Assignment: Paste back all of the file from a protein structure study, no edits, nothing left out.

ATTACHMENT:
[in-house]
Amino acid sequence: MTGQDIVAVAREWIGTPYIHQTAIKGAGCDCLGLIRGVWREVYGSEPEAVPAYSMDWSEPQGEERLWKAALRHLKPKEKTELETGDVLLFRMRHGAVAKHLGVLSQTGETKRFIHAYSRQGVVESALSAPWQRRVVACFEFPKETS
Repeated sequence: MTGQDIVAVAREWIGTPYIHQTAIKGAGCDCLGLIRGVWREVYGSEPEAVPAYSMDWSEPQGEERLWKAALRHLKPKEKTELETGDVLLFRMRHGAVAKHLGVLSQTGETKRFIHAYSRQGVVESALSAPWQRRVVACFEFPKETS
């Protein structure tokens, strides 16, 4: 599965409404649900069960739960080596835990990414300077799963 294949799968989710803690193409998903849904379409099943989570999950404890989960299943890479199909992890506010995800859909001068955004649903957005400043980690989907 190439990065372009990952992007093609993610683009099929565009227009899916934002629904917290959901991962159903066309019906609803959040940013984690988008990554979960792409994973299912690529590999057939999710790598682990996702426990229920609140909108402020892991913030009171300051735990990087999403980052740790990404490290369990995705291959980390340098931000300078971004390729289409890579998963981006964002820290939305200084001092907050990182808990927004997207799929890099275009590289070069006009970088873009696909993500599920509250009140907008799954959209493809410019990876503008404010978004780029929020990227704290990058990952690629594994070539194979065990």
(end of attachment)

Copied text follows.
[in-house]
Amino acid sequence: MTGQDIVAVAREWIGTPYIHQTAIKGAGCDCLGLIRGVWREVYGSEPEAVPAYSMDWSEPQGEERLWKAALRHLKPKEKTELETGDVLLFRMRHGAVAKHLGVLSQTGETKRFIHAYSRQGVVESALSAPWQRRVVACFEFPKETS
Repeated sequence: MTGQDIVAVAREWIGTPYIHQTAIKGAGCDCLGLIRGVWREVYGSEPEAVPAYSMDWSEPQGEERLWKAALRHLKPKEKTELETGDVLLFRMRHGAVAKHLGVLSQTGETKRFIHAYSRQGVVESALSAPWQRRVVACFEFPKETS
């Protein structure tokens, strides 16, 4: 599965409404649900069960739960080596835990990414300077799963 294949799968989710803690193409998903849904379409099943989570999950404890989960299943890479199909992890506010995800859909001068955004649903957005400043980690989907 190439990065372009990952992007093609993610683009099929565009227009899916934002629904917290959901991962159903066309019906609803959040940013984690988008990554979960792409994973299912690529590999057939999710790598682990996702426990229920609140909108402020892991913030009171300051735990990087999403980052740790990404490290369990995705291959980390340098931000300078971004390729289409890579998963981006964002820290939305200084001092907050990182808990927004997207799929890099275009590289070069006009970088873009696909993500599920509250009140907008799954959209493809410019990876503008404010978004780029929020990227704290990058990952690629594994070539194979065990």